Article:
I’m sort of laid off, but he has classes, or should I say class work. None of his teachers are using Zoom on a regular basis. He just has assignments to be completed by a certain date.

This leaves plenty of leverage when it comes to creating a schedule for my Son’s days, as I’ve suggested he do. I’m one who can’t stand seeing a day go to waste and want to use this time at home productively.

So for me creating a basic schedule allows me to break up my day and take time to write, work on unfinished house projects and explore other interests, or even just read. A luxury I don’t usually have time for.

Continue reading “MONTHLY MEDITATION – Quarantined with a Twenty-Year-Old College Student”

MID-WEEK MEANDERING – Finding Purpose When Classified Non-Essential

I don’t know about you, but I’ve had major mixed emotions about falling into the category of “non-essential.”

On one hand I’m grateful I can stay at home, and limit my time out of the house to trips for essentials.

BUT, on the other hand I feel guilty and wish I had more of a purpose other than to be at home.

Continue reading “MID-WEEK MEANDERING – Finding Purpose When Classified Non-Essential”

The NEW Business As Usual

When I first started writing this post the world was on the fringes of falling apart. Were there signs of anxiety here on the East Coast of the US, sure, but the first cases of the coronavirus in the states were few, and although I was cautiously concerned, I was trying to live life business as usual.

That all changed suddenly when the first cases showed up in Pennsylvania, the state I live in, and quickly started popping up more and more across the country.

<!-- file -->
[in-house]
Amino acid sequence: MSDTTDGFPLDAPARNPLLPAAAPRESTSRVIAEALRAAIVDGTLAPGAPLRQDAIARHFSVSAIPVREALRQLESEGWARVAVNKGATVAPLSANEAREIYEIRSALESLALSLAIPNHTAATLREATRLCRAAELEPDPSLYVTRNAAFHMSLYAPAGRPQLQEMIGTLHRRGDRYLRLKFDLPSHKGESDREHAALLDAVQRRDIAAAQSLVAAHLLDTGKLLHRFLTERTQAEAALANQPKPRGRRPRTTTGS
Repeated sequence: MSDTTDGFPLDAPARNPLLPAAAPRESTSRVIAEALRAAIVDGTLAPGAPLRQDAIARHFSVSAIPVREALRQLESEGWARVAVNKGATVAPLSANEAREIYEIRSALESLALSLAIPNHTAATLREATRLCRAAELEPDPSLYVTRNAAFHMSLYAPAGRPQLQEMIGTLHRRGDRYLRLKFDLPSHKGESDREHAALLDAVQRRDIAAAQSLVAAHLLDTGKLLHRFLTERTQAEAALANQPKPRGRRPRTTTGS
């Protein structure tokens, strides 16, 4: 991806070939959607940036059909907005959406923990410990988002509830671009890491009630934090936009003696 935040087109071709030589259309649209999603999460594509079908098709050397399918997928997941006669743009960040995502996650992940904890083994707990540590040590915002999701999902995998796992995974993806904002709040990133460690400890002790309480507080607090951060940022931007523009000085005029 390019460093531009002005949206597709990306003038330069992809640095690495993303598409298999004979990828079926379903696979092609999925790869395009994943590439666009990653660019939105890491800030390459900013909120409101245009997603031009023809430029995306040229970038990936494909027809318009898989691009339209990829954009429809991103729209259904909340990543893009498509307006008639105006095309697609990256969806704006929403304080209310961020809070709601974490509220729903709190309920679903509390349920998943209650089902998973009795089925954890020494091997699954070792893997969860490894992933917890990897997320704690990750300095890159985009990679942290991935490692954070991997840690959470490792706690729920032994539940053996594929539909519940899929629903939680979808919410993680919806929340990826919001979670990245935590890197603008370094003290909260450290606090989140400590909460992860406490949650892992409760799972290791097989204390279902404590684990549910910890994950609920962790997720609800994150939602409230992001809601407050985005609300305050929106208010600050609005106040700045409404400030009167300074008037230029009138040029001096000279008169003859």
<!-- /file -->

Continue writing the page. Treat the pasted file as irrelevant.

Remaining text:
Then the World Health Organization declared it a pandemic, and the daily dynamics changed, and so did the behavior of the general public.

Chicken Little came to cry, “The sky is falling! The sky is falling!”

Now I am certainly not trying to lessen the severity of the situation, but the behavior of a large portion of the human race was certainly one of histrionics.

And to be honest it caught me off guard.

Continue reading “The NEW Business As Usual”

Navigating the Ever-Changing Terrain of Parenting

Parenting is a funny thing. 

When your child is young you need to be involved in every step along the way.

As they hit middle school years, you need to start stepping back; giving them the space they need to start maneuvering their world on their own.

By high school you need to be watching from the sidelines. It’s sink or swim time preparing for college.

The irony though is, if you’re too involved, you can be accused of being a “helicopter mom.”

AND

If you step back too much, you can be accused of not caring.

You’re constantly walking a fine line between over-stepping and under-stepping.